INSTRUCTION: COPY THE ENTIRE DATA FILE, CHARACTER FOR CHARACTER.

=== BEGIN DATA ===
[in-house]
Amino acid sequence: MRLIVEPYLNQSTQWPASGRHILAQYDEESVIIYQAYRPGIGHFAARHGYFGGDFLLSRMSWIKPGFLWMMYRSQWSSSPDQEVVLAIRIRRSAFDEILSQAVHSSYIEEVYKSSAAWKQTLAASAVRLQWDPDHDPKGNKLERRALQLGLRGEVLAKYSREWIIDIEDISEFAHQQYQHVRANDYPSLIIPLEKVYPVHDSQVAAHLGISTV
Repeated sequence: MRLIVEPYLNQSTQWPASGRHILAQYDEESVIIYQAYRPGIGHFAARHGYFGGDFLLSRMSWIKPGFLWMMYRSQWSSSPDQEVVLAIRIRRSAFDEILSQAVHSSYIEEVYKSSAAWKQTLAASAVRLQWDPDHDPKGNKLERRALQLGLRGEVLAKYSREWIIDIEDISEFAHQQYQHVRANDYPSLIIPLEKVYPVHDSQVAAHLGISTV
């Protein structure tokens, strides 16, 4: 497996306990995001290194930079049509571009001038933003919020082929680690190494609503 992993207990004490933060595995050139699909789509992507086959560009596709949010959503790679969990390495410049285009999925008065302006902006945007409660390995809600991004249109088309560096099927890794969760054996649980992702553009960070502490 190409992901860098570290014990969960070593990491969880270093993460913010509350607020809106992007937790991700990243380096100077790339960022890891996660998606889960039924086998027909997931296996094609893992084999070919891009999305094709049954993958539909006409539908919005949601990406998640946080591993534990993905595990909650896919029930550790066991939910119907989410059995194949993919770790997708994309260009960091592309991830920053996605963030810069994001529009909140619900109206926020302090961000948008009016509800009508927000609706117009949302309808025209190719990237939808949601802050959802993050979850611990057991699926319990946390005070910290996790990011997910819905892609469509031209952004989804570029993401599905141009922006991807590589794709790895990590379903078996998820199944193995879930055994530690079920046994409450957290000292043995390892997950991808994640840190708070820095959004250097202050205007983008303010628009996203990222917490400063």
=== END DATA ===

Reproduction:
[in-house]
Amino acid sequence: MRLIVEPYLNQSTQWPASGRHILAQYDEESVIIYQAYRPGIGHFAARHGYFGGDFLLSRMSWIKPGFLWMMYRSQWSSSPDQEVVLAIRIRRSAFDEILSQAVHSSYIEEVYKSSAAWKQTLAASAVRLQWDPDHDPKGNKLERRALQLGLRGEVLAKYSREWIIDIEDISEFAHQQYQHVRANDYPSLIIPLEKVYPVHDSQVAAHLGISTV
Repeated sequence: MRLIVEPYLNQSTQWPASGRHILAQYDEESVIIYQAYRPGIGHFAARHGYFGGDFLLSRMSWIKPGFLWMMYRSQWSSSPDQEVVLAIRIRRSAFDEILSQAVHSSYIEEVYKSSAAWKQTLAASAVRLQWDPDHDPKGNKLERRALQLGLRGEVLAKYSREWIIDIEDISEFAHQQYQHVRANDYPSLIIPLEKVYPVHDSQVAAHLGISTV
């Protein structure tokens, strides 16, 4: 497996306990995001290194930079049509571009001038933003919020082929680690190494609503 992993207990004490933060595995050139699909789509992507086959560009596709949010959503790679969990390495410049285009999925008065302006902006945007409660390995809600991004249109088309560096099927890794969760054996649980992702553009960070502490 190409992901860098570290014990969960070593990491969880270093993460913010509350607020809106992007937790991700990243380096100077790339960022890891996660998606889960039924086998027909997931296996094609893992084999070919891009999305094709049954993958539909006409539908919005949601990406998640946080591993534990993905595990909650896919029930550790066991939910119907989410059995194949993919770790997708994309260009960091592309991830920053996605963030810069994001529009909140619900109206926020302090961000948008009016509800009508927000609706117009949302309808025209190719990237939808949601802050959802993050979850611990057991699926319990946390005070910290996790990011997910819905892609469509031209952004989804570029993401599905141009922006991807590589794709790895990590379903078996998820199944193995879930055994530690079920046994409450957290000292043995390892997950991808994640840190708070820095959004250097202050205007983008303010628009996203990222917490400063």